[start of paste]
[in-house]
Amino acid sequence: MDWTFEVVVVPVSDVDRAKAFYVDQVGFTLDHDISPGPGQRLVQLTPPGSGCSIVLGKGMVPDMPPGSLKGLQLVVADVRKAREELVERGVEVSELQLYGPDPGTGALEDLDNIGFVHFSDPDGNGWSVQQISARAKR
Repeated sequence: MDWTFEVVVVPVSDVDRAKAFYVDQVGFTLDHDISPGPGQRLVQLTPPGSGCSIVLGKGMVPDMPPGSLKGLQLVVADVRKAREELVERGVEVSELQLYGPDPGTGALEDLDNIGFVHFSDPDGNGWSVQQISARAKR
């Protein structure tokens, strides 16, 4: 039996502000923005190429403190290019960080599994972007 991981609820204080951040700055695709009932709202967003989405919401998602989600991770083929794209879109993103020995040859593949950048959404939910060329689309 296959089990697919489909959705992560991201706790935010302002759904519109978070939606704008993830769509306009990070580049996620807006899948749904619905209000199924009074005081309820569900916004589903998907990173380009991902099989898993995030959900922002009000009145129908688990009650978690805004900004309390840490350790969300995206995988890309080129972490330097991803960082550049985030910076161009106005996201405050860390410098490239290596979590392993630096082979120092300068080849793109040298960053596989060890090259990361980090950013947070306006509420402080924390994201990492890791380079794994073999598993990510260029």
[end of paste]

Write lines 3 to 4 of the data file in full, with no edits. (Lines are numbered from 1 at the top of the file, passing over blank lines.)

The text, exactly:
Repeated sequence: MDWTFEVVVVPVSDVDRAKAFYVDQVGFTLDHDISPGPGQRLVQLTPPGSGCSIVLGKGMVPDMPPGSLKGLQLVVADVRKAREELVERGVEVSELQLYGPDPGTGALEDLDNIGFVHFSDPDGNGWSVQQISARAKR
């Protein structure tokens, strides 16, 4: 039996502000923005190429403190290019960080599994972007 991981609820204080951040700055695709009932709202967003989405919401998602989600991770083929794209879109993103020995040859593949950048959404939910060329689309 296959089990697919489909959705992560991201706790935010302002759904519109978070939606704008993830769509306009990070580049996620807006899948749904619905209000199924009074005081309820569900916004589903998907990173380009991902099989898993995030959900922002009000009145129908688990009650978690805004900004309390840490350790969300995206995988890309080129972490330097991803960082550049985030910076161009106005996201405050860390410098490239290596979590392993630096082979120092300068080849793109040298960053596989060890090259990361980090950013947070306006509420402080924390994201990492890791380079794994073999598993990510260029």